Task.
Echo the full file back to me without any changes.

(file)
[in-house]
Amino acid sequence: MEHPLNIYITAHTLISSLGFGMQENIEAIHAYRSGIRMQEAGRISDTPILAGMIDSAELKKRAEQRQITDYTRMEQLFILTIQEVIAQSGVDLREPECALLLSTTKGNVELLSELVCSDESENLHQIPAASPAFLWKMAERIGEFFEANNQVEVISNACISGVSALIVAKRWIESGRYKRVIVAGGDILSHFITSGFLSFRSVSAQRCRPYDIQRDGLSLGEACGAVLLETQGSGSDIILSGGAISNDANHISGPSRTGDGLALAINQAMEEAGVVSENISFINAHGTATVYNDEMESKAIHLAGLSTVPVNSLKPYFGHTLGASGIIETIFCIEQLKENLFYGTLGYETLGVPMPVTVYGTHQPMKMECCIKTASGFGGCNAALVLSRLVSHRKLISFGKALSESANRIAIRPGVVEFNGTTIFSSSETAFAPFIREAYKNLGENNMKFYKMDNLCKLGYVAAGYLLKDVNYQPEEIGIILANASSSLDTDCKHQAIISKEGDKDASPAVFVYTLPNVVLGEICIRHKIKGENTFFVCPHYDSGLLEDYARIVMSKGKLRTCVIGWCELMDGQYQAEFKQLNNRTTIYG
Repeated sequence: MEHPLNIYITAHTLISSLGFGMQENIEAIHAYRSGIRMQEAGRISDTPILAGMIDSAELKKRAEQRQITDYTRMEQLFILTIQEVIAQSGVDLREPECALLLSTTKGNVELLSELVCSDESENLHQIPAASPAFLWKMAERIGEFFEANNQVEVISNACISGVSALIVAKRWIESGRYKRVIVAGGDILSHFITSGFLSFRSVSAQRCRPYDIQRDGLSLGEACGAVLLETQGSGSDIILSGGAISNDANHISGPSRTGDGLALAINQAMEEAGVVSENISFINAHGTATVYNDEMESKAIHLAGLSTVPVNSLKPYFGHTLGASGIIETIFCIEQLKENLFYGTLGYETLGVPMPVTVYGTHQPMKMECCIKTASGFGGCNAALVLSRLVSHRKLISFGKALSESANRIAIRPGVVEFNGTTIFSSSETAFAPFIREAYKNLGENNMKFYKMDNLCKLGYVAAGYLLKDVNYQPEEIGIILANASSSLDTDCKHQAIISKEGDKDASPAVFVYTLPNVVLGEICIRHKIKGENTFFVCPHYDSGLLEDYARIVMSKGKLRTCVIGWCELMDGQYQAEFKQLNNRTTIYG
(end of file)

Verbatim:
[in-house]
Amino acid sequence: MEHPLNIYITAHTLISSLGFGMQENIEAIHAYRSGIRMQEAGRISDTPILAGMIDSAELKKRAEQRQITDYTRMEQLFILTIQEVIAQSGVDLREPECALLLSTTKGNVELLSELVCSDESENLHQIPAASPAFLWKMAERIGEFFEANNQVEVISNACISGVSALIVAKRWIESGRYKRVIVAGGDILSHFITSGFLSFRSVSAQRCRPYDIQRDGLSLGEACGAVLLETQGSGSDIILSGGAISNDANHISGPSRTGDGLALAINQAMEEAGVVSENISFINAHGTATVYNDEMESKAIHLAGLSTVPVNSLKPYFGHTLGASGIIETIFCIEQLKENLFYGTLGYETLGVPMPVTVYGTHQPMKMECCIKTASGFGGCNAALVLSRLVSHRKLISFGKALSESANRIAIRPGVVEFNGTTIFSSSETAFAPFIREAYKNLGENNMKFYKMDNLCKLGYVAAGYLLKDVNYQPEEIGIILANASSSLDTDCKHQAIISKEGDKDASPAVFVYTLPNVVLGEICIRHKIKGENTFFVCPHYDSGLLEDYARIVMSKGKLRTCVIGWCELMDGQYQAEFKQLNNRTTIYG
Repeated sequence: MEHPLNIYITAHTLISSLGFGMQENIEAIHAYRSGIRMQEAGRISDTPILAGMIDSAELKKRAEQRQITDYTRMEQLFILTIQEVIAQSGVDLREPECALLLSTTKGNVELLSELVCSDESENLHQIPAASPAFLWKMAERIGEFFEANNQVEVISNACISGVSALIVAKRWIESGRYKRVIVAGGDILSHFITSGFLSFRSVSAQRCRPYDIQRDGLSLGEACGAVLLETQGSGSDIILSGGAISNDANHISGPSRTGDGLALAINQAMEEAGVVSENISFINAHGTATVYNDEMESKAIHLAGLSTVPVNSLKPYFGHTLGASGIIETIFCIEQLKENLFYGTLGYETLGVPMPVTVYGTHQPMKMECCIKTASGFGGCNAALVLSRLVSHRKLISFGKALSESANRIAIRPGVVEFNGTTIFSSSETAFAPFIREAYKNLGENNMKFYKMDNLCKLGYVAAGYLLKDVNYQPEEIGIILANASSSLDTDCKHQAIISKEGDKDASPAVFVYTLPNVVLGEICIRHKIKGENTFFVCPHYDSGLLEDYARIVMSKGKLRTCVIGWCELMDGQYQAEFKQLNNRTTIYG